The rest of the day went much like this with varied missions such as “Two people have been spotted at this location (usually a known hot spot) you must find out who they are and what their intentions are. I was slowly gaining the respect back from my superior MS III’s as mission to mission I didn’t mess anything else up, and I was tasked with more and more leading roles. After each lane (2 hours a piece) we were given a few minutes to gather ourselves, eat something to keep our strength up, and just all around get our head in the game. On the last lane of the day, I was 2nd in command of Bravo team (if bravo team leader sustained a casualty I would lead Bravo). The mission was attack on a bunker and from what we heard that people at this lane (actual army reserve soldiers) were lighting people up all day. With the usual Army Bravado we claimed to be up to the task. After getting the order, discussing what each person’s role was going to be, and getting in place, it was time to attack. Right from the get go sh!t hit the fan when our alpha team who had flanked around, captured an enemy who detonated an IED (like a paintball bomb) leaving ½ of them on the ground “simulated” dead. Sustaining a staggering amount of fire from the bunker, bravo team wasn’t fairing much better. Almost as soon as the fire had begun, our squad leader was hit by a stray paintball and we weren’t even close to the objective. Utilizing IMT (Individual Movement Techniques) I low crawled under some fallen tree’s breaking branches in my path, to get on line with an adjacent fallen tree to the bunker. I had not realized that the squad leader had been hit until then and therefore struggled to get the remaining members of bravo team on line with me to implement a technique of suppressing fire to engage and suppress the enemy. Unfortunately in the totally chaos most of my bravo team was obliterated leaving only me, and I was cut off from visual contact of Alpha team (where the squad leader was) so I made the decision to keep with the original plan of bravo team laying down fire while alpha took the bunker. In the process of “Laying down the scunion” (military term for putting rounds down range) I heard a cry from my squad leader “BRAVO TEAM ASSAULT THRU.” Urging Bravo team (who I did not realize consisted just of me at the time) to assault the bunker I saw thru my fogged up mask that no one was moving. I then took a deep breath stood up and put as many rounds on the bunker as I could while rapidly moving forward. It almost worked but 5 feet from the bunker the superior force in the heavily fortified bunker overwhelmed me and I was shot. This was the best lane of the day by far even though it was the only one we had not completed the mission. I found out that I had hit one of the soldiers in the bunker and it was the first time they had sustained a casualty, which was a personal success. I have to tip my hat off to the squad leader because even though it didn’t exactly work, the flank that he executed with alpha company had the bunker fighting a war on two fronts which allowed suppressing fire to be more effective and almost resulted in victory.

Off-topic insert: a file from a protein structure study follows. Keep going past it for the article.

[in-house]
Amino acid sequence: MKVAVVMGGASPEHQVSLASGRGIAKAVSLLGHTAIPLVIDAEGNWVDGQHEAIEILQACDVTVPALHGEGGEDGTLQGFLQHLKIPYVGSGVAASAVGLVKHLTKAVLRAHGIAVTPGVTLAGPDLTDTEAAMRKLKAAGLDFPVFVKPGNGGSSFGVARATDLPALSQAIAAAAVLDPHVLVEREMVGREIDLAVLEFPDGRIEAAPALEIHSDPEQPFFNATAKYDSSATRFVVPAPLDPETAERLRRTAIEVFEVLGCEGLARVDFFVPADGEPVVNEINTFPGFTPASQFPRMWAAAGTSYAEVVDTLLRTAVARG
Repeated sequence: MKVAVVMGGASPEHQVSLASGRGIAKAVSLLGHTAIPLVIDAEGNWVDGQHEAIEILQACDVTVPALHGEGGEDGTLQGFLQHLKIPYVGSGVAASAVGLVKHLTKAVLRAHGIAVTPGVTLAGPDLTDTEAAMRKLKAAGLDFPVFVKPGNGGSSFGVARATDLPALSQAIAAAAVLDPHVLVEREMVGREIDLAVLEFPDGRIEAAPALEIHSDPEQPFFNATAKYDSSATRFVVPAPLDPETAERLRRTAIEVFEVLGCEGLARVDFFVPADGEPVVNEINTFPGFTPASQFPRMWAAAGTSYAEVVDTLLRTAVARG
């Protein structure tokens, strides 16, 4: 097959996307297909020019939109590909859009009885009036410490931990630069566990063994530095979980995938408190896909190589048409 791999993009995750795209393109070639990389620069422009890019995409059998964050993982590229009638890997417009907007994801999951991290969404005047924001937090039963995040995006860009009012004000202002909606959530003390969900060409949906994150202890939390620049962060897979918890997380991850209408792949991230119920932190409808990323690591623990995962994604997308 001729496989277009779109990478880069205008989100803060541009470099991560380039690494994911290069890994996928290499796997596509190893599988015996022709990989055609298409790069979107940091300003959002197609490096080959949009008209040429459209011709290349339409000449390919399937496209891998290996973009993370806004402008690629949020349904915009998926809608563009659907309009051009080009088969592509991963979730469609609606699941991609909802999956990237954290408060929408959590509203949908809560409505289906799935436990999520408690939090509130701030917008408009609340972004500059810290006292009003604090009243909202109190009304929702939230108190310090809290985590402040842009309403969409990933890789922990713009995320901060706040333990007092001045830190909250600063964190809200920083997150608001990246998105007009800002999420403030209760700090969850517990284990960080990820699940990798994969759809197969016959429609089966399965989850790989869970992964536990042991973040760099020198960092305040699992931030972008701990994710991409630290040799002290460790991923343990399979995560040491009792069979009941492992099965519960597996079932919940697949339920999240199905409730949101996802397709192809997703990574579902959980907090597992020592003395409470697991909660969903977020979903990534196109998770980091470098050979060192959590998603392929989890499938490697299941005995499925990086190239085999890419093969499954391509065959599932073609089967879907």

A casualty of the paintball war


This being our last lane of the day we headed back to our formation, dropped off the paintball weapons and other equipment, and then in formation, headed back to the busses. When we got back to Old Snell that night, before we could go inside and get to bed, we formed up outside and were taught by the MS IV’s about how, where, and when to set up a patrol base. Following this we ate and retired back to our rooms. We were tasked as a squad to clean up part of Old Snell in preparation for the following day where we would be departing back to our respective schools. I was also assigned along with Strait, to “fire watch” which is basically a hall patrol for a certain time in the night (only for about 15 minutes). The hardest part of those evenings’ activities was not falling asleep, which sounds ridiculous that they wouldn’t let you go to sleep, but it’s about comradery (if he can’t go to sleep because he has to work, then why are you so special that you can? Is he not just as exhausted?). I get it and respect it, but it was very difficult especially Saturday night running on 3 hours of sleep from the previous night. Finally at 2200 H we were told lights out, something I didn’t need to hear twice.

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3 Responses

  1. Who is the oldest ROTC Alumni?
    Who is the senior officer?

    • Sir,

      We have a list of alumni on our GKB website http://people.clarkson.edu/depts/armyrotc/alumni.php This list is probably not complete, but it’s the best we’ve got. A couple years ago we had an event during Alumni weekend and we met many of the alum from class of 1957, so there are still plenty of older alumni kicking around.

      The current Professor of Military Science is LTC Joe Roller. He came to us last year from Hawaii. He is field artillery, and had spent a few deployments with the Ranger Battalions.

      Thanks for checking in and asking the question.

  2. I didn’t see James Bacher, ’71. He was a Clarkson Ranger and served in Germany and the Buffalo Engineer District.

    Also, I think Gordon Love, ’70 was also in ROTC.

    Did any one remember a dinner at the O Club in Frankfort, Germany in 1971?